On the Robustness of Graph-Based Clustering to Random Network Alterations

R. Greg Stacey, Michael A. Skinnider, Leonard J. Foster

Research output: Contribution to journalArticlepeer-review

10 Scopus citations


Biological functions emerge from complex and dynamic networks of protein–protein interactions. Because these protein–protein interaction networks, or interactomes, represent pairwise connections within a hierarchically organized system, it is often useful to identify higher-order associations embedded within them, such as multimember protein complexes. Graph-based clustering techniques are widely used to accomplish this goal, and dozens of field-specific and general clustering algorithms exist. However, interactomes can be prone to errors, especially when inferred from high-throughput biochemical assays. Therefore, robustness to network-level noise is an important criterion. Here, we tested the robustness of a range of graph-based clustering algorithms in the presence of noise, including algorithms common across domains and those specific to protein networks. Strikingly, we found that all of the clustering algorithms tested here markedly amplified network-level noise. Randomly rewiring only 1% of network edges yielded more than a 50% change in clustering results. Moreover, we found the impact of network noise on individual clusters was not uniform: some clusters were consistently robust to injected noise, whereas others were not. Therefore we developed the clust.perturb R package and Shiny web application to measure the reproducibility of clusters by randomly perturbing the network. We show that clust.perturb results are predictive of real-world cluster stability: poorly reproducible clusters as identified by clust.perturb are significantly less likely to be reclustered across experiments. We conclude that graph-based clustering amplifies noise in protein interaction networks, but quantifying the robustness of a cluster to network noise can separate stable protein complexes from spurious associations.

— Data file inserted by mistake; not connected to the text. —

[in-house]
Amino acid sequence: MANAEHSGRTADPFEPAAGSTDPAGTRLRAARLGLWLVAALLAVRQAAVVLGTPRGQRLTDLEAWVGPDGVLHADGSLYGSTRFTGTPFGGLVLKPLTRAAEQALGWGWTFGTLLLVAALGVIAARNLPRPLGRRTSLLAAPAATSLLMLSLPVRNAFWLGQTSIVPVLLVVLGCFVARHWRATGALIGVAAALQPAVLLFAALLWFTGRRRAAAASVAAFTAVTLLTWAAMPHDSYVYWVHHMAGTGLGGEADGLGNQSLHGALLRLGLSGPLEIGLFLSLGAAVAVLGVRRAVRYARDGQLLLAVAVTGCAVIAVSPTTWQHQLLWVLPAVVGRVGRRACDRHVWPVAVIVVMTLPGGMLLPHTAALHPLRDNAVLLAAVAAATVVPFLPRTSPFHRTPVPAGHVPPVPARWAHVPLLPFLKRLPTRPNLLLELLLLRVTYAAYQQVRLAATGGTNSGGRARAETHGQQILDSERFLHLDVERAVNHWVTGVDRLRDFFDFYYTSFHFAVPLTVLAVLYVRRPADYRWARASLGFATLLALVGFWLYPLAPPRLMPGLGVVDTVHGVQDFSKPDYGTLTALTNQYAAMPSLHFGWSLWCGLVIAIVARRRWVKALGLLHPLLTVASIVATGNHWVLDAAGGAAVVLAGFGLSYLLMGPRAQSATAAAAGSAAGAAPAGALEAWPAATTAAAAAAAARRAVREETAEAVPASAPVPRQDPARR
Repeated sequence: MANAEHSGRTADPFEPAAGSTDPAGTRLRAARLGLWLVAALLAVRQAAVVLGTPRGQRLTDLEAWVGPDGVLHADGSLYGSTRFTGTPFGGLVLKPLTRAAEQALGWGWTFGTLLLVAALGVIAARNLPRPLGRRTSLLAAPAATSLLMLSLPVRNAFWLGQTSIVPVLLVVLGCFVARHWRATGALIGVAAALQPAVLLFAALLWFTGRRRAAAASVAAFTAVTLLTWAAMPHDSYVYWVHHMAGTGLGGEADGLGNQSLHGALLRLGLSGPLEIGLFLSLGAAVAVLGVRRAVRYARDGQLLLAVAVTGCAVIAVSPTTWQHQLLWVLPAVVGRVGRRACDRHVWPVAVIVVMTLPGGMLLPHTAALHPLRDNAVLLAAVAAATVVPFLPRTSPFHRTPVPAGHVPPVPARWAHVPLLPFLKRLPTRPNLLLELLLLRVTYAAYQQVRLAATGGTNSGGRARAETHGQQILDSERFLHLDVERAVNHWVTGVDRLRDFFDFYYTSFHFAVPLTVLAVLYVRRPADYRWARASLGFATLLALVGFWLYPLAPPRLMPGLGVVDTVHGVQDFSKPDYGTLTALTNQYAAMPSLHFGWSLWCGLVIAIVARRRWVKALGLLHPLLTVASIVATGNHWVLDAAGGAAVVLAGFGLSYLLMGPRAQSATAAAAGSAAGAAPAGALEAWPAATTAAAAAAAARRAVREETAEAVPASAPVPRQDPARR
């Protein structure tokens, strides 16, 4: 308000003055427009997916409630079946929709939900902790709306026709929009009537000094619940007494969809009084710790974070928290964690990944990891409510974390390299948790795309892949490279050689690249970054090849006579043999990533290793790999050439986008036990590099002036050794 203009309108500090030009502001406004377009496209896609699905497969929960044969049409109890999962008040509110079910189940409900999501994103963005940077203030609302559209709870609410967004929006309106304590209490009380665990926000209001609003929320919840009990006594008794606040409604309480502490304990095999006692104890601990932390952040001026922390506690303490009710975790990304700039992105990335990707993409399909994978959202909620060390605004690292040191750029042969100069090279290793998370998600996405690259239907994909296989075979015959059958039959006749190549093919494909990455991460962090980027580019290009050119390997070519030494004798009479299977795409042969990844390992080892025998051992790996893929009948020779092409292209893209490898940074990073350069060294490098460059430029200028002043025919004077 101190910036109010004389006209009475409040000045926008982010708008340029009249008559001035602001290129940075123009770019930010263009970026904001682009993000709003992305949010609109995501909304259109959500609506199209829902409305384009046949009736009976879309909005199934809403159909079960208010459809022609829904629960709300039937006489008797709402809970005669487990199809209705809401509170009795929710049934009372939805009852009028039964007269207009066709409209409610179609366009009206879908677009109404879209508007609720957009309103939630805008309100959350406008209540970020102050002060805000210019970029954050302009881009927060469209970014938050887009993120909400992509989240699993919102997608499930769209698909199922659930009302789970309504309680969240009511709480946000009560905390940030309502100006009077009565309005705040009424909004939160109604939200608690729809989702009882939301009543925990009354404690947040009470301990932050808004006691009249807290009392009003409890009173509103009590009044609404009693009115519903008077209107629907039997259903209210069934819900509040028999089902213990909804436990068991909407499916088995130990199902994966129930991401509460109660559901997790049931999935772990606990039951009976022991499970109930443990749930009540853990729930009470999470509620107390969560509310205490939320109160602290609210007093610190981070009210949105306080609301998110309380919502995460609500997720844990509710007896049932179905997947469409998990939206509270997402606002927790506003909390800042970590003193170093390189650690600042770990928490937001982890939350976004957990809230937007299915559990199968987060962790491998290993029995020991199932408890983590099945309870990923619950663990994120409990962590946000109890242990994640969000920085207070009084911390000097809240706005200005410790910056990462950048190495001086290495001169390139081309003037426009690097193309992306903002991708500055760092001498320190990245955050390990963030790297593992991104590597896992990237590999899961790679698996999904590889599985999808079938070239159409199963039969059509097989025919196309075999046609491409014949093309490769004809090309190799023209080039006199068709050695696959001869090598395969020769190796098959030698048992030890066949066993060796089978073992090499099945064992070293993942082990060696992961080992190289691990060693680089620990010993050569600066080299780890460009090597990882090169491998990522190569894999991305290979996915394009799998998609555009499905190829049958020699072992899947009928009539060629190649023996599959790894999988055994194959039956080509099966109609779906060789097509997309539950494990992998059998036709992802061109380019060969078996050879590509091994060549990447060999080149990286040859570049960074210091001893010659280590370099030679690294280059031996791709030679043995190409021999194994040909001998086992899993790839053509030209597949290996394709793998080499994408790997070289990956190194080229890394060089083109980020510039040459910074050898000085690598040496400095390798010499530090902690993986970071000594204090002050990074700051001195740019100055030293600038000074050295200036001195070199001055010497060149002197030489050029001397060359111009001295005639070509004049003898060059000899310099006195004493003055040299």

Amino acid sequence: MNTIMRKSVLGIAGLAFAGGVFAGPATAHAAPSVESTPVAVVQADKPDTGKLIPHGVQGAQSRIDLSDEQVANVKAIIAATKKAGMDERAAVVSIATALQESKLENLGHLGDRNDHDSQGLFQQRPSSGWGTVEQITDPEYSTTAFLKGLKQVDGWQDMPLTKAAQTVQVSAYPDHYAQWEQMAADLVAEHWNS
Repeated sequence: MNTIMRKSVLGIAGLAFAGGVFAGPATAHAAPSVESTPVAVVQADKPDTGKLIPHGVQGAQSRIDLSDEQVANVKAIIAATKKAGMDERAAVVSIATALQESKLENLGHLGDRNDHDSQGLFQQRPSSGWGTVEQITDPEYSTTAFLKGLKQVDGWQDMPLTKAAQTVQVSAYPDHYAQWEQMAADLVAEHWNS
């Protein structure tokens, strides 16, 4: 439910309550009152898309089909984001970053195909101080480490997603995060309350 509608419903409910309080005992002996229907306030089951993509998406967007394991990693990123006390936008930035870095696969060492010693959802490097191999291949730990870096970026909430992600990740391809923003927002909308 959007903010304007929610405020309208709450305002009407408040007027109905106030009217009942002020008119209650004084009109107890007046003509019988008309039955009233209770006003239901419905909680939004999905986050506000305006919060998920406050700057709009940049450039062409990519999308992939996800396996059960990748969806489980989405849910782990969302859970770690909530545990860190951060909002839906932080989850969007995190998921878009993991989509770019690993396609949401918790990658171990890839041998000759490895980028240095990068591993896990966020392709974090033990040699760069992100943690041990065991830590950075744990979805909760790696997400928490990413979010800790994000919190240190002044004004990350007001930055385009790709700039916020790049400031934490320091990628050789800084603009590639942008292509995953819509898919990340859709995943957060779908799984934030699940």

Original languageEnglish (US)
Article number100002
JournalMolecular and Cellular Proteomics
StatePublished - 2021
Externally publishedYes

All Science Journal Classification (ASJC) codes

  • Analytical Chemistry
  • Molecular Biology
  • Biochemistry


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